The earliest rumored Yowie sighting was in the 1830s, when a European man fired his musket at one of these beasts on Kangaroo Island, off the coast of South Australia. There have been hundreds of supposed encounters since, according to Australian cryptozoologist Gary Opit, who has researched the Yowie for 50 years. They were concentrated on the Great Divide, a 2,300-mile-long series of mountain ranges and plateaus that runs north from Victoria through New South Wales (NSW) and Queensland.
An environmental scientist, Opit leads Yowie tours into this wilderness. About 90 percent of participants are foreign tourists keen on exploring the isolated locations of reported Yowie sightings, like Mount Warning in northern NSW, and nearby Springbrook Mountain. Despite being discussed for thousands of years, Yowies only became a tourist draw in the past decade, he says.
Some 5,000 miles away, in Kathmandu, Nepal, cryptotourism is better established, reaching back to the 1950s. It centers on the Yeti. Up to six feet tall and similar in appearance to the Yowie and Bigfoot, this legendary creature allegedly prowls the snowy peaks of the Himalayas and is a prominent figure in the folklore of Nepal, Bhutan, India, and Tibet.
Its tale is 6,000 years old, says Ram Kumar Panday, a Nepali geographer and author of multiple books about the Yeti. But the furry beast was a regional fairytale until British explorer Eric Shipton claimed to have photographed a 13-inch-long footprint, hominoid in appearance, in the snow of Nepal’s Menlung Glacier, west of Mount Everest, Panday says.
This image haunted newspapers and televisions worldwide. Explorers soon inundated the Himalayas, competing to detect the cryptid. The deluge of foreign visitors prompted the Nepal government to issue strict regulations on Yeti hunts, which required those involved to only photograph and not harm any creatures they encountered.
Over the following decades, the Yeti became a powerful tourism brand in Nepal. This beast’s foot forms the logo of the domestic carrier, Yeti Airlines, while hotels, restaurants, cafés, and tour companies profit off its name. In early 2020, the Nepal government made the cryptid a centerpiece of its tourism campaign, placing dozens of Yeti statues at key attractions.
As an intrinsic part of Nepal’s lore, the Yeti is a worthwhile tourist draw, Panday says. Travelers intrigued by the beast should trek to Mahalangur Himal. This wild Himalayan region, home to several of the world’s tallest peaks, including Mount Everest, Lhotse, Cho Oyu, and Makalu, is the Yeti’s key habitat and the location of most of its sightings, he says.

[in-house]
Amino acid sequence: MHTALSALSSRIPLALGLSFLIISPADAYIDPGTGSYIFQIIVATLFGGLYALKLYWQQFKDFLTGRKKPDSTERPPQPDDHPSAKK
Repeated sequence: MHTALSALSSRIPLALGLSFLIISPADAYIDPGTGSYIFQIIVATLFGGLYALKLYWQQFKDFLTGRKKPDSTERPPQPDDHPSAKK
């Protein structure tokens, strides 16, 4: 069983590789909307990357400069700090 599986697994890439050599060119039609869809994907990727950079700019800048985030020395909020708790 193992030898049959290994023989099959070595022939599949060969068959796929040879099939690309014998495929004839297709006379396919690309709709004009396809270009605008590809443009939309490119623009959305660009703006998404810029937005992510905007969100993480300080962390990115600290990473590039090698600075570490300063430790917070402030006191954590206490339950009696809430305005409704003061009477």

Visitors to this region can learn dozens of Yeti legends from its Sherpa communities. Ancient scrolls kept in Himalayan monasteries reveal the tale of how the Yeti was born to a Tibetan mother and a Mahalangur giant ape, Panday explains.
Other Nepalis are more skeptical. Veteran Kathmandu tour guide Sushil Nepal says even as a child he viewed Yetis as a sham. Now, when his customers ask about the monster, he tells them it’s widely considered a myth. Nepal says he dislikes cryptotourism, which steals focus from the country’s remarkable architecture and ancient traditions.
“I don’t think the Yeti is a valuable tool to promote Nepal tourism,” he says. “We have a lot of tangible and intangible cultural heritage. Nepal should focus on its rich natural diversity.”
Many researchers are similarly dubious about this cryptid. In 2017, DNA analysis of alleged Yeti teeth, hair, and fur, published by Proceedings of the Royal Society B, found this mythical beast may have been inspired by real animals—the Himalayan black and brown bears.
Academics have also offered scientific explanations for Australian cryptids and the Loch Ness Monster, yet these legends persist. “People have always been fascinated by things in nature which confuse us, things which we just don’t understand,” Opit says. “That’s not going to change any time soon.”